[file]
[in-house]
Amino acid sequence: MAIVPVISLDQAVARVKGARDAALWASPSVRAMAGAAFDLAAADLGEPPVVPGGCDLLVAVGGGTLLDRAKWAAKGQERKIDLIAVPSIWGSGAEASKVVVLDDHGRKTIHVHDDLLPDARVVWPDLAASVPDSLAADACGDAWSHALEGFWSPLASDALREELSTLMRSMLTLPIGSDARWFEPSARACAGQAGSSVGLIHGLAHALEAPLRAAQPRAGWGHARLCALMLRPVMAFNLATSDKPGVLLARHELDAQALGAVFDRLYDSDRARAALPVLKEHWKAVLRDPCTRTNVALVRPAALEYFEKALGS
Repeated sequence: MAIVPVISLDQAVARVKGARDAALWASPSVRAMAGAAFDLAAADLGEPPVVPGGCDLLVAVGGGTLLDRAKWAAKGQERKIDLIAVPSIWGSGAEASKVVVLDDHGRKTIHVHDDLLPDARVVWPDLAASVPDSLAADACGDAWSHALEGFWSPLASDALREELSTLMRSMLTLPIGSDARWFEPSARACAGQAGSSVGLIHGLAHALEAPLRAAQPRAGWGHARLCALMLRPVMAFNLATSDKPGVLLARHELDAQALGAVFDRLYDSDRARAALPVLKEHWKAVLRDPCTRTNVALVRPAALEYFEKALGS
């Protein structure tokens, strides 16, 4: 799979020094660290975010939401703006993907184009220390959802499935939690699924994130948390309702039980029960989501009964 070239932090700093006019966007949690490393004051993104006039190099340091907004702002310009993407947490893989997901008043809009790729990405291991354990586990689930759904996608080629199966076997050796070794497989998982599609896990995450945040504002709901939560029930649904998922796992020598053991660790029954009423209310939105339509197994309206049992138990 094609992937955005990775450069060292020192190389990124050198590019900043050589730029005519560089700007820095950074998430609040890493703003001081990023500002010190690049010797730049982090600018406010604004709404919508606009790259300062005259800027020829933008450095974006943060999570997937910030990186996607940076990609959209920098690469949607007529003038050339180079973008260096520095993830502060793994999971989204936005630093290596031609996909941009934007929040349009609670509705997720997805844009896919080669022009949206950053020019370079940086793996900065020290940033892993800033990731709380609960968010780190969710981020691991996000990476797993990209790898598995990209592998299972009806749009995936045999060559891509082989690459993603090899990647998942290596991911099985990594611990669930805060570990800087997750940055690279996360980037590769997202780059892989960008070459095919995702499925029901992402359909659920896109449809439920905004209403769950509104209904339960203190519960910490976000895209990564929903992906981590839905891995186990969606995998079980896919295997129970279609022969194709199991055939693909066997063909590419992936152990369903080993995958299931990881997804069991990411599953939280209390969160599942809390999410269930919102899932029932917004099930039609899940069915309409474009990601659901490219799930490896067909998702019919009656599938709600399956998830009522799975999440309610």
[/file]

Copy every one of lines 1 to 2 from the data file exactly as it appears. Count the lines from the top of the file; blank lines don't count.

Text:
[in-house]
Amino acid sequence: MAIVPVISLDQAVARVKGARDAALWASPSVRAMAGAAFDLAAADLGEPPVVPGGCDLLVAVGGGTLLDRAKWAAKGQERKIDLIAVPSIWGSGAEASKVVVLDDHGRKTIHVHDDLLPDARVVWPDLAASVPDSLAADACGDAWSHALEGFWSPLASDALREELSTLMRSMLTLPIGSDARWFEPSARACAGQAGSSVGLIHGLAHALEAPLRAAQPRAGWGHARLCALMLRPVMAFNLATSDKPGVLLARHELDAQALGAVFDRLYDSDRARAALPVLKEHWKAVLRDPCTRTNVALVRPAALEYFEKALGS